One of the greatest playmates in the world, Xavi is the center of which the rest of the Spanish team rotates. He is an incredibly hard working central midfielder who is just as comfortable defending as he is making breaks forward and setting up and scoring goals. But probably his most impressive attribute as a footballer is his creative genius.  Because of this he is one of the few players in football history who has won every major tournament open to him. During this World Cup, Xavi covered more ground and made more passes than any other player, making him an irreplaceable force in the Spanish machine.

Where else does he play?

A product of the Barcelona youth system, Xavi moved up to the senior team in 1998 and has been there ever since. During his time there Barcelona has won five La Liga titles, one Spanish Cup, three Spanish Supercups, two Champions Leagues and the 2010 FIFA Club World Cup. Xavi himself has won a plethora of awards including being included in the 2010 FIFA World Cup Al Star Team.

5. Wesley Sneijder – The Netherlands


At only 25, Wesley Sneijder has established himself as a powerful presence in the Dutch side. He is known the world over as a play maker who’s passing ability is among the best and who is comfortable playing both a fast and slow game as needed. But he can also score goals as he has shown at this year’s World Cup, tying as one of the top goal scorers with five. Even while those around him were not living up to their potential, Sneijder remained as brilliant as ever and carried the Netherlands all the way to the final. In the end the Spanish defence was just too much for the Dutchman to handle. Part of his greatness comes from his family, his father was a player and both his brothers play at a professional level, one at Stormvogels Telstar and the other at the Ajax youth academy.

Where else does he play?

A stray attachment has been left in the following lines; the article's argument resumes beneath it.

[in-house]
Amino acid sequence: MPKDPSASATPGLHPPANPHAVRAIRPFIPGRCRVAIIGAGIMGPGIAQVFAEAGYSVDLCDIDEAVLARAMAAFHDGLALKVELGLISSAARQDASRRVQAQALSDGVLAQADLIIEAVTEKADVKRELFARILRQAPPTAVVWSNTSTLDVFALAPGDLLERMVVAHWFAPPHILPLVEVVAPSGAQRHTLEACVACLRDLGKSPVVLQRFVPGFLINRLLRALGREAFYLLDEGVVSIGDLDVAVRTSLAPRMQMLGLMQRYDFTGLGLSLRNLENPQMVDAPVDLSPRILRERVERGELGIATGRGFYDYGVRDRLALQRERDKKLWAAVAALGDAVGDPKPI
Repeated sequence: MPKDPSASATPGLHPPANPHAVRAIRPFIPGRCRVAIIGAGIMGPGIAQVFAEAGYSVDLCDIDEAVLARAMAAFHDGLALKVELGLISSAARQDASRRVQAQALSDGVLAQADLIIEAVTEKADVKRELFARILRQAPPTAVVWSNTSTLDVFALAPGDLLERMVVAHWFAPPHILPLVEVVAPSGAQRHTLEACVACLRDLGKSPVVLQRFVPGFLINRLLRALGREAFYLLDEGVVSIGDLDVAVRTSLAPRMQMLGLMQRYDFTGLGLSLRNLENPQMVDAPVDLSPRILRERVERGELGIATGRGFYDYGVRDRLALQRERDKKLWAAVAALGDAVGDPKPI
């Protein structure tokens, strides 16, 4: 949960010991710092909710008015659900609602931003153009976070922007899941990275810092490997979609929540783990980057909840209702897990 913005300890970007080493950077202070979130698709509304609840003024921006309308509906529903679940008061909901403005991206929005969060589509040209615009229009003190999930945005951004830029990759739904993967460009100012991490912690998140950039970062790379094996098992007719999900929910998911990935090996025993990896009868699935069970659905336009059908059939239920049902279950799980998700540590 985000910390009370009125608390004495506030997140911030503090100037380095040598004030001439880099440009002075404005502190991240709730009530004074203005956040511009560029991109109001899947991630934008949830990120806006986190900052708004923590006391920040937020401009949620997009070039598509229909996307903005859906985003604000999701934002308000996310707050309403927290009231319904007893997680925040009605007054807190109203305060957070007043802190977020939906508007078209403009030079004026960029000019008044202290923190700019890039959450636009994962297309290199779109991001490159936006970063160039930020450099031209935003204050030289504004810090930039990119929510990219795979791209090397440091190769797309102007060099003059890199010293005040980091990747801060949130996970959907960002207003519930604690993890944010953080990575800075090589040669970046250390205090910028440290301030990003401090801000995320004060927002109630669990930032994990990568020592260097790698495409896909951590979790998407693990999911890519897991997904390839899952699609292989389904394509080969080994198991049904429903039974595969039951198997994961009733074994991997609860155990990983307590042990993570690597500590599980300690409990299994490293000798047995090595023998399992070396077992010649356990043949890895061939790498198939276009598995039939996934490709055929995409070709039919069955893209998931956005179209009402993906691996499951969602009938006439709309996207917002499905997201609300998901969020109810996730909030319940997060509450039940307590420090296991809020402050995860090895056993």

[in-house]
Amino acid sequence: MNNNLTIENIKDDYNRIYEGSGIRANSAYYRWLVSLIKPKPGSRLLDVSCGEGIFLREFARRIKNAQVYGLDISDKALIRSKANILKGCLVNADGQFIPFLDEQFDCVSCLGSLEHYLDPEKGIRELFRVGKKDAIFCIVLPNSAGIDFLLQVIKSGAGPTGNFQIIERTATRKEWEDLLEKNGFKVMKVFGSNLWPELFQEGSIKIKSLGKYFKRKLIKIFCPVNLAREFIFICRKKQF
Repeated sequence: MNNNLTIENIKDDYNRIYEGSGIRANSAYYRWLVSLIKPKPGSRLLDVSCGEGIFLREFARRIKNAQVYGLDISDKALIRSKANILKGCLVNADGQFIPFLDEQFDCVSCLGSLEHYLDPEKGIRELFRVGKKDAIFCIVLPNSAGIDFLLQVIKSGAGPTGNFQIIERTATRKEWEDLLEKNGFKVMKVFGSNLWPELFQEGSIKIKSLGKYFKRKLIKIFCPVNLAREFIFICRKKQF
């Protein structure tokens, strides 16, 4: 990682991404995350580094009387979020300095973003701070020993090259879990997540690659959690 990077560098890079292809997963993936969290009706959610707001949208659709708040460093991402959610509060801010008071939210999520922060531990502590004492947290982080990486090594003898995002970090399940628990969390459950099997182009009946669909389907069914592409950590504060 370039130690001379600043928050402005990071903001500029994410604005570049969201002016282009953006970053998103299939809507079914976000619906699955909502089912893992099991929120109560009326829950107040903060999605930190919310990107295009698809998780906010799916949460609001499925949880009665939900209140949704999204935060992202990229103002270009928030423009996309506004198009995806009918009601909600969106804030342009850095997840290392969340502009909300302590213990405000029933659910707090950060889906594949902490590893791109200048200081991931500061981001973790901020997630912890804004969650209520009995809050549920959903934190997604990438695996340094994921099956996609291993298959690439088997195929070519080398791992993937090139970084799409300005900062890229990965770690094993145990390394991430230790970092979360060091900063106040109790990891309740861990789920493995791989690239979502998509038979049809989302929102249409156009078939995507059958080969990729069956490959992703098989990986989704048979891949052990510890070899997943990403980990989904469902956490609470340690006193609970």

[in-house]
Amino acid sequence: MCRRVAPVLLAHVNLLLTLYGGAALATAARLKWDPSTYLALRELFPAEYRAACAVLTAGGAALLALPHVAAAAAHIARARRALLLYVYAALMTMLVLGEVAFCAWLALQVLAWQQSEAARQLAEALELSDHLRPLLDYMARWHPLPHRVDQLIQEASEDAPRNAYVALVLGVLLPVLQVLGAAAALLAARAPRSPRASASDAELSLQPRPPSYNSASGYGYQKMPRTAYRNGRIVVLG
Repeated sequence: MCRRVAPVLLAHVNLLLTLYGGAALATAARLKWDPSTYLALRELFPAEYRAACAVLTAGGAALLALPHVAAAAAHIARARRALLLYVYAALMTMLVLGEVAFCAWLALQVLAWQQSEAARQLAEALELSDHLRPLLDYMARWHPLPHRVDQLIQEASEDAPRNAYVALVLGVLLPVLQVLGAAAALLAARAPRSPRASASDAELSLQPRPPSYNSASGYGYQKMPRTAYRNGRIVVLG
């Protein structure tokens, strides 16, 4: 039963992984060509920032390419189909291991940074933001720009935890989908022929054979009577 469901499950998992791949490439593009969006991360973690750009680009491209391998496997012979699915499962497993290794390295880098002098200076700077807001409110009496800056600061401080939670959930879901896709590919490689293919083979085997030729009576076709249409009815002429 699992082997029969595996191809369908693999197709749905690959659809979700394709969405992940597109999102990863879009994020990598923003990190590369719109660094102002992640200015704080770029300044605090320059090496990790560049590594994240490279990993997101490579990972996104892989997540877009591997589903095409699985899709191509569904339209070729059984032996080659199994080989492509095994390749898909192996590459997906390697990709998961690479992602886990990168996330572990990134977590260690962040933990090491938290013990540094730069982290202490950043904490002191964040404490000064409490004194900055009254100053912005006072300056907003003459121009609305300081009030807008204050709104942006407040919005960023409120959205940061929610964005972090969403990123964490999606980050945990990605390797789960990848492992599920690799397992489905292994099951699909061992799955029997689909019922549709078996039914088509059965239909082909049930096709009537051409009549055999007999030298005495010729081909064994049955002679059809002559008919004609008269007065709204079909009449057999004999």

A product of AFC Ajax’s famous youth academy, he moved up to the senior team when he was only seventeen, following in his older brother’s footsteps. In 2007 he caught the eye of Real Madrid who signed him to a €27 million contract making him the most expensive Dutch player in the world. From there he made a move to Internazionale in 2009 and earlier this year he helped his team win the 2010 Champions League Final.

4. David Villa – Spain


Comfortable with either foot, David Villa has unleashed his goal scoring prowess at this World Cup, much like he usually does in Spanish colors. He has proved himself in international competition as an important member of a strong Spanish side at not only the 2006 World Cup but also at Euro 2008 (where he won the Golden Boot) and the 2009 Confederations Cup. And this World Cup was no different as he was tied as the top goal scorer of the tournament with five goals in all. Villa is type of player most coaches dream of, a hard-working forward that is capable of opening up the opposing defence and scoring goals. It is because of this that he is one of the top scorers in the history of Spanish football, second only to Raul.

Where else does he play?

David Villa began his football career at Sporting de Gijon in 2001 and then moved up to the top flight Spanish football with Real Zaragoza in 2003. From there he was transferred to Valencia, where he has played for the last five seasons. In May of this year Villa signed a four-year contract with Barcelona.

3. Iker Casillas – Spain


One of the best goalkeepers in the world, Iker Casillas captained La Roja to their first ever World Cup title. His reflexes, speed, agility and the ability to shut down one on one threats has earned him the nickname Saint Iker by both club and national fans. But he is not without his critics, many of whom believed that after the defeat against Switzerland, he should not be Spain’s first choice. With his legendary composure he silenced them, winning the next six games (including the final), five of which were clean sheets. A crucial member of the Spanish side, he no doubt made the decision of who should get the Golden Glove very easy.

Where else does he play?

Iker Casillas has been with Real Madrid since the beginnings of his youth career, but when you play for ne of the best teams in the world there’s not much of an incentive to leave. With the club he has won four La Liga titles, two Champions Leagues, a UEFA Supercup and an Intercontinental Cup.